Wink Poppy Midnight

Book review by
Bess Maher, Common Sense Media
Wink Poppy Midnight Book Poster Image
Lyrical, haunting novel casts a spell on readers.

Parents say

age 17+
Based on 2 reviews

Kids say

age 13+
Based on 3 reviews

A lot or a little?

The parents' guide to what's in this book.

Educational Value

Teens may pick up some good vocabulary words or literary techniques from reading this well-written novel.

Positive Messages

Be honest with yourself and others. Be kind to others. Be true to yourself. Be the hero of your own story.

Positive Role Models & Representations

Poppy is certainly not a good role model (at least at first). Wink is comfortable in her skin despite the fact that other characters tease her. Midnight is a loyal friend, first to Poppy and then to Wink.

Violence

There are several descriptions of bullying by Poppy interspersed throughout. Poppy describes how Wink's brother beats a girl, giving her brain damage. The rest of the violent material revolves around ghost stories and urban legends, such as how a jealous wife killed her husband and then was hanged for it.

Sex

Two teens kiss and cuddle. There are a few references to characters who aren't in a relationship having sexual relations.

Language

Occasional use of "f--k," "s--t," "hell," and "damn."

Consumerism
Drinking, Drugs & Smoking

Teens drink in one scene.

What parents need to know

Parents need to know that Wink Poppy Midnight by April Genevieve Tucholke (Between the Devil and the Deep Blue Sea) is a creepily entertaining supernatural mystery set in an unnamed ski town, mostly in the forest or farms outside of town. Very sensitive teens or those who scare easily may want to pass on this novel, but its scariness comes mostly from repeated references to ghost stories and dark fairy tales and the accumulation of eerie details -- including creepy twins, tarot cards, and dead chickens -- rather than graphic violence. There are descriptions of a teen bullying others and a mention of a boy beating a girl, giving her brain damage. There are some references to teens having sex, but it's not described, and there's occasional strong language ("f--k," "s--t," "hell," and "damn").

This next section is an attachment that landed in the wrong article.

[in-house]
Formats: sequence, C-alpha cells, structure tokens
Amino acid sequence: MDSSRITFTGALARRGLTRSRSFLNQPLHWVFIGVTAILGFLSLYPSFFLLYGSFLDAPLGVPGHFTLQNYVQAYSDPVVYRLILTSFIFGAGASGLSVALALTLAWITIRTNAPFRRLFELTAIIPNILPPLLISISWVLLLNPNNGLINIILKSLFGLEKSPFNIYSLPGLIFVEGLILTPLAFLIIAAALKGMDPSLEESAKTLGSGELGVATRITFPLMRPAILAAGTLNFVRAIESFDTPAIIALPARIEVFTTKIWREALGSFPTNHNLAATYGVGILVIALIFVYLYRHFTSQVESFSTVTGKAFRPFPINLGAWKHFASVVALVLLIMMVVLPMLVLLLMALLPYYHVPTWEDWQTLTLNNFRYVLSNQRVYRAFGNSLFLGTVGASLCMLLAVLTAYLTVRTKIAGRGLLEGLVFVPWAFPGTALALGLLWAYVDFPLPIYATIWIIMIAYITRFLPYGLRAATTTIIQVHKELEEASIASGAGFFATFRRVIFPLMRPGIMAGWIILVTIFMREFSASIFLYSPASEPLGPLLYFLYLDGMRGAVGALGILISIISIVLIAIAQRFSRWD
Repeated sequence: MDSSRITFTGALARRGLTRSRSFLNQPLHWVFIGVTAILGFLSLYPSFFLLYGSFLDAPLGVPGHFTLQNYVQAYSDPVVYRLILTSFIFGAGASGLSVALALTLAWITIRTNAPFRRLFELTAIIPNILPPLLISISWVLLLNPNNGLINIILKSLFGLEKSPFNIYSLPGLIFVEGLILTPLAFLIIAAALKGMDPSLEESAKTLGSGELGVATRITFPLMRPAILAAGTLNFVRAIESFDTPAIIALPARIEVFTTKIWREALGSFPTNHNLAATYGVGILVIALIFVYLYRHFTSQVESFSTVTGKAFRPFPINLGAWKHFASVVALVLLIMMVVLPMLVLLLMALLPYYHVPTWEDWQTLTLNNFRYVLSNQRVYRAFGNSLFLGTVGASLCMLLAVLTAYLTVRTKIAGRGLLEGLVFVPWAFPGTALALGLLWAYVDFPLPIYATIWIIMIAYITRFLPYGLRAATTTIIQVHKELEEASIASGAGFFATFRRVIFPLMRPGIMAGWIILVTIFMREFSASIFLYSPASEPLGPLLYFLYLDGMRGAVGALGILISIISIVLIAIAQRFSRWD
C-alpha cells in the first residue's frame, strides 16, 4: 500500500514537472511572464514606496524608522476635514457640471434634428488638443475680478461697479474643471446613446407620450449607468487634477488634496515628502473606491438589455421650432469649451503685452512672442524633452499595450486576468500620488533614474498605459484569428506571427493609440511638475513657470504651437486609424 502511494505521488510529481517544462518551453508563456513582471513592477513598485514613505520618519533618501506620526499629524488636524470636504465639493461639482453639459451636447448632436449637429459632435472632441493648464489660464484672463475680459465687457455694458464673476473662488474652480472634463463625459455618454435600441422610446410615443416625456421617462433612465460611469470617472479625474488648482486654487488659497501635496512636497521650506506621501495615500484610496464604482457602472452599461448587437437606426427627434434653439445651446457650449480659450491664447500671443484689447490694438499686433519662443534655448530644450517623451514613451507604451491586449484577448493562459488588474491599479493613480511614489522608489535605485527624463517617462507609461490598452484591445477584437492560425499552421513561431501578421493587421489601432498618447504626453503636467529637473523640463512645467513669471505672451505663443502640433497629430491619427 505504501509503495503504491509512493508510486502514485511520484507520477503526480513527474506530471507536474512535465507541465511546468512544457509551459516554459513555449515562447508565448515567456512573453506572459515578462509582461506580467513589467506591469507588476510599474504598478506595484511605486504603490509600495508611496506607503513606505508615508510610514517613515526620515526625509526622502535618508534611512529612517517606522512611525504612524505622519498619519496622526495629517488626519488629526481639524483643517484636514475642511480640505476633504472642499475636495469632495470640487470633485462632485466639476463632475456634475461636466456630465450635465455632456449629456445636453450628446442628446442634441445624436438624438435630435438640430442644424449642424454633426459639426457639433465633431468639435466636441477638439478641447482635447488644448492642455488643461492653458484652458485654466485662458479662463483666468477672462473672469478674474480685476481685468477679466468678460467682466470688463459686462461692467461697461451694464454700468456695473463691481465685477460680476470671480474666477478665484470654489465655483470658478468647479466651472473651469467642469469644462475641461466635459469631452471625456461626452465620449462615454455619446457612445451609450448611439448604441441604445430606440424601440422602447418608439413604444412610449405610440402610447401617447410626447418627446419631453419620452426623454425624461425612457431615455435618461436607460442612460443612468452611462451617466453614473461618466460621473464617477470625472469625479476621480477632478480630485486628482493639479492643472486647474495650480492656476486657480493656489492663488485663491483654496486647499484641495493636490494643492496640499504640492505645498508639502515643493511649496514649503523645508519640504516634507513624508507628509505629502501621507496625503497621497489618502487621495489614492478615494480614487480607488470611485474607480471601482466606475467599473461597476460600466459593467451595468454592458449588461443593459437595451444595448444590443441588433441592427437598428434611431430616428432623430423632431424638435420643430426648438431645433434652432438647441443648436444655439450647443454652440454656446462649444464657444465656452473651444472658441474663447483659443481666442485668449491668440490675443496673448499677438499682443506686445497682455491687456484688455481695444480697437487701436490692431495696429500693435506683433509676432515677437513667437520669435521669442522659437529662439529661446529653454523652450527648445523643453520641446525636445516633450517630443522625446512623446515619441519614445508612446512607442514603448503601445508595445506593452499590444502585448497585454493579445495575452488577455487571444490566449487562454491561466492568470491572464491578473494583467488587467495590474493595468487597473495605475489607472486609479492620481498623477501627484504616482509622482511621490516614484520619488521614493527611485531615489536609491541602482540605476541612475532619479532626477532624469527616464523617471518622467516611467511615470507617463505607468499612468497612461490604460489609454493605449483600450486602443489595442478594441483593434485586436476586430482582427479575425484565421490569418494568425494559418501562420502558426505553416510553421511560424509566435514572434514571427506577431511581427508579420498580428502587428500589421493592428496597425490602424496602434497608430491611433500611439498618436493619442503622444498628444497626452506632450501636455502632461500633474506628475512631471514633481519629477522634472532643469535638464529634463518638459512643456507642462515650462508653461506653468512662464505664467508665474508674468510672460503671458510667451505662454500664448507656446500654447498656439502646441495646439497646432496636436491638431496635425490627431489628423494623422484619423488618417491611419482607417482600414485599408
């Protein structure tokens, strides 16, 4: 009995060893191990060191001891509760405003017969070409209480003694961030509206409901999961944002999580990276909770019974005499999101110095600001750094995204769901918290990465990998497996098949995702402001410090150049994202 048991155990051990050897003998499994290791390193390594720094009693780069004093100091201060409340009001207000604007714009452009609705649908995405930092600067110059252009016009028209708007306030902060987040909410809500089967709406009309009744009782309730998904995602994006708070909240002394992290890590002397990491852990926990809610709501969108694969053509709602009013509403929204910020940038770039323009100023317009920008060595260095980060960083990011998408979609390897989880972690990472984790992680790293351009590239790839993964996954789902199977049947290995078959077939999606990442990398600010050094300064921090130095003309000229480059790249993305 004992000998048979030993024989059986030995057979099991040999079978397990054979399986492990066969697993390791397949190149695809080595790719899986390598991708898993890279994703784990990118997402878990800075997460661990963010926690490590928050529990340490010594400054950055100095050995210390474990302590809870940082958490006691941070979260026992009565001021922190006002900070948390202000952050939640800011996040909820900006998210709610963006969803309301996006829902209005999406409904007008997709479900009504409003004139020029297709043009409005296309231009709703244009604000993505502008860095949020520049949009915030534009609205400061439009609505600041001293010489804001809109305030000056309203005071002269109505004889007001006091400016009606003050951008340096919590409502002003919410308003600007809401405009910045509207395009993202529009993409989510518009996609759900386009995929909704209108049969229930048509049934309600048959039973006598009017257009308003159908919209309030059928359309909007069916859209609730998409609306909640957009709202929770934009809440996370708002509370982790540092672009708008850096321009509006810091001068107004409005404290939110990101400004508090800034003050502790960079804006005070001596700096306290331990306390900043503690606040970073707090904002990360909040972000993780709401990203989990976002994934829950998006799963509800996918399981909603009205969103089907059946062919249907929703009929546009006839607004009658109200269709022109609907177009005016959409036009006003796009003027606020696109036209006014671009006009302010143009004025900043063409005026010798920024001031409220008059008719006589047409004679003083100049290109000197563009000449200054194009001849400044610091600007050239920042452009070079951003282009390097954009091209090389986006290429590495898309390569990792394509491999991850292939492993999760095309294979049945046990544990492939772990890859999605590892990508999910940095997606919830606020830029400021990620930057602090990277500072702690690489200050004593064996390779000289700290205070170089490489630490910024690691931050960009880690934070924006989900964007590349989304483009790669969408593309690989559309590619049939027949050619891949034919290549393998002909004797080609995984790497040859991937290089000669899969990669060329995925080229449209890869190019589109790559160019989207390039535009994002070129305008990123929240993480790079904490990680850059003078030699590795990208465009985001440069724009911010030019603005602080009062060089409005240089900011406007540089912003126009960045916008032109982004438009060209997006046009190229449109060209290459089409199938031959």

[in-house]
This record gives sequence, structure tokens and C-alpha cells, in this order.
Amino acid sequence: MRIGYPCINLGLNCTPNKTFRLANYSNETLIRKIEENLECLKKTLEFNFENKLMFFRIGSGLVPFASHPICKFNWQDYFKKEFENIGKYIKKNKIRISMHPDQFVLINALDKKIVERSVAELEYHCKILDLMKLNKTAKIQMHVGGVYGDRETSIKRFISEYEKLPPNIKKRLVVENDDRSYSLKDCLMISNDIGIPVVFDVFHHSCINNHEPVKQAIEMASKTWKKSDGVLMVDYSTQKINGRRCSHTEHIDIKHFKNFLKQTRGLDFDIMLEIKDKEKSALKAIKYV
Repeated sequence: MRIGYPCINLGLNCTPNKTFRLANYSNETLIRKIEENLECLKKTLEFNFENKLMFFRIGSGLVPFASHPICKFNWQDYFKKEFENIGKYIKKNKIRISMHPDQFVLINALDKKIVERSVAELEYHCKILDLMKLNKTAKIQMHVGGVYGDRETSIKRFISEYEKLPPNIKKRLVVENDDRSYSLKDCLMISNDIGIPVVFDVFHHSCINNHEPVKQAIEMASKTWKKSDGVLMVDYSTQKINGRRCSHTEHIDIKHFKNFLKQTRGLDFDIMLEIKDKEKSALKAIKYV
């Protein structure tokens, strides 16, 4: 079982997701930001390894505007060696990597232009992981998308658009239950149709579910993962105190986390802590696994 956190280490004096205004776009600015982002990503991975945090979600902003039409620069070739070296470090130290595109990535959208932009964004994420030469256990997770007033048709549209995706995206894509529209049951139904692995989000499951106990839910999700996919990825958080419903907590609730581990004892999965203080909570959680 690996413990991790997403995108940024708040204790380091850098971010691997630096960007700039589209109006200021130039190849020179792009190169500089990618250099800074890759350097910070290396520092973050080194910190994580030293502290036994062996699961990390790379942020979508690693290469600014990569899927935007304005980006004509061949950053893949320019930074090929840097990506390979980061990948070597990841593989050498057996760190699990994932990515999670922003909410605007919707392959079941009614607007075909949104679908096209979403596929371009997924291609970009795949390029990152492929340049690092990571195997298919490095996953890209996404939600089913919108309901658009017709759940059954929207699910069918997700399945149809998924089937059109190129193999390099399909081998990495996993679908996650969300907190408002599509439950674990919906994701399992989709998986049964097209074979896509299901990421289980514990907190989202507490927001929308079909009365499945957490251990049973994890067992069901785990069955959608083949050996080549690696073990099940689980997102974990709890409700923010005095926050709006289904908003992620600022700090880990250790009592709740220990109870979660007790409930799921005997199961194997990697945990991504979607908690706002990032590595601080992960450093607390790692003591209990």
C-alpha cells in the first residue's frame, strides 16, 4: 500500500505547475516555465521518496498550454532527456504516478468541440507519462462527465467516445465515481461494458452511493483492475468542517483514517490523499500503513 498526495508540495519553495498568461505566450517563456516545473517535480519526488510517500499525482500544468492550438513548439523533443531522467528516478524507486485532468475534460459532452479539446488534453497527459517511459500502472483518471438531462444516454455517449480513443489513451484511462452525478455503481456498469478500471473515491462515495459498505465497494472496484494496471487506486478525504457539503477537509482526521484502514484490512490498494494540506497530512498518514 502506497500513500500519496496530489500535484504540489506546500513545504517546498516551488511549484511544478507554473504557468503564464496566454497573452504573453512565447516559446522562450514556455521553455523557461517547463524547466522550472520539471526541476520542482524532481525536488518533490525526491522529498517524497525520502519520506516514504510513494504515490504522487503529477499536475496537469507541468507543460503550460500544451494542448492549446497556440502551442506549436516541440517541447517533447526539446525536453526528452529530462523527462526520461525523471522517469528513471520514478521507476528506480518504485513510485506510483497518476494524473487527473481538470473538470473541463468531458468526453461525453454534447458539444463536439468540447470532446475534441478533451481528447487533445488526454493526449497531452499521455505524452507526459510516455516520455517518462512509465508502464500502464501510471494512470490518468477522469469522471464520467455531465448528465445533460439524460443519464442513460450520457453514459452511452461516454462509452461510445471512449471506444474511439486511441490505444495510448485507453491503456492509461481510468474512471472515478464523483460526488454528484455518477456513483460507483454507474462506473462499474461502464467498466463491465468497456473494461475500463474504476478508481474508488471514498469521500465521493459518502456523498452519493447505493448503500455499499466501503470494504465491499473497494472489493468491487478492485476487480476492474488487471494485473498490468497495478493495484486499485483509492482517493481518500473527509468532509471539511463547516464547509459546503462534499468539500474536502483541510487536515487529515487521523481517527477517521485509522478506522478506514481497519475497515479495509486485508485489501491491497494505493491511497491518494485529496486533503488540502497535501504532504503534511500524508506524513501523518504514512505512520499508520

User Reviews

  • Parents say
  • Kids say
Adult Written bychibi-sense July 12, 2017

Not All Kids Are Comfortable with Sex

The story might be great but my 13 year old couldn't get past the first two pages. "The first time I slept with Poppy, I cried. [...] Poppy shoved me... Continue reading
Adult Written byCorissa14e August 24, 2018

Great writing style with very little substance

There are no positive role models in this story. While sex is not descriptive in this book everyone is having sex and all characters are in high school. One o... Continue reading
Teen, 13 years old Written bylillylovesmedia May 12, 2016

This book is amazing

This book is probobly inappropriate for littler kids but, for teens it an amazing mystery romance book it captures the reader, and makes them think quite freque... Continue reading
Teen, 13 years old Written bya-m-g-04 January 18, 2018

HOLY HELL IS THIS A GOOD BOOK

I read this book at my friends recommendation (she literally shoved it in my binder when she passed me in the hallway and called "this is an amazing book,... Continue reading

What's the story?

WINK POPPY MIDNIGHT is told from three point of views, those of Wink, Poppy, and Midnight. Midnight, a brown-haired, blue-eyed boy, lives next door to Poppy and, like almost everyone else, has fallen under her spell. Poppy is a blond ice queen secretly in love with someone who despises her, and Wink is a diminutive misfit who is obsessed with fairy tales. When Midnight moves to the outskirts of town, Wink becomes his new neighbor and love interest. While Poppy devises a plan to keep Midnight under her thumb, Wink attempts to recreate Midnight as the hero of a fairy tale with Poppy as the villain, and it all culminates in an abandoned house in the middle of the woods that's said to be haunted.

Is it any good?

A fun romp for readers who like a good scare, this eerie novel is also a beautifully told story, and, like most fairy tales, it’s a bit unbelievable in places. The points of view are so well formed, we almost don't need the characters' names at the beginnings of chapters to know who's narrating. The novel also plays with ideas of gender. The ambiance vacillates nicely between soothingly calm and spooky, so that the calm sections almost lull readers (and characters) into a false sense of security. The spookiness is created skillfully, in part by odd details such as Wink's shorthand (such as calling her younger brothers and sisters "the Orphans") and best friends who dress alike in black skirts and striped socks, finish each other's sentences, and talk in unison.

Near-constant allusions to fairy tales adds nicely to the spookiness -- “I read the Orphans a fairy tale once called Giant, Heart, Egg”; "He was like the great horned owl with bloody talons in The Witch Girl and the Wolf Boy" -- as does the setting: "The light was now an eerie twilight blue, and the forest had gone dark"; "I ran my hand down the wall, and felt the velvet flowered wallpaper pucker under my palm. The faded red curtains were pushed back, floor to ceiling, framing the jagged edges of the broken bay window."

Talk to your kids about ...

  • Families can talk about fairy tales. Why are so many of them dark? What roles do fairy tales have in our society?

  • What makes a hero? Is Midnight a hero? Is Poppy a villain?

  • Why do Buttercup and Zoe go along with Poppy's pranks if they don’t feel right about it?

Book details

Themes & Topics

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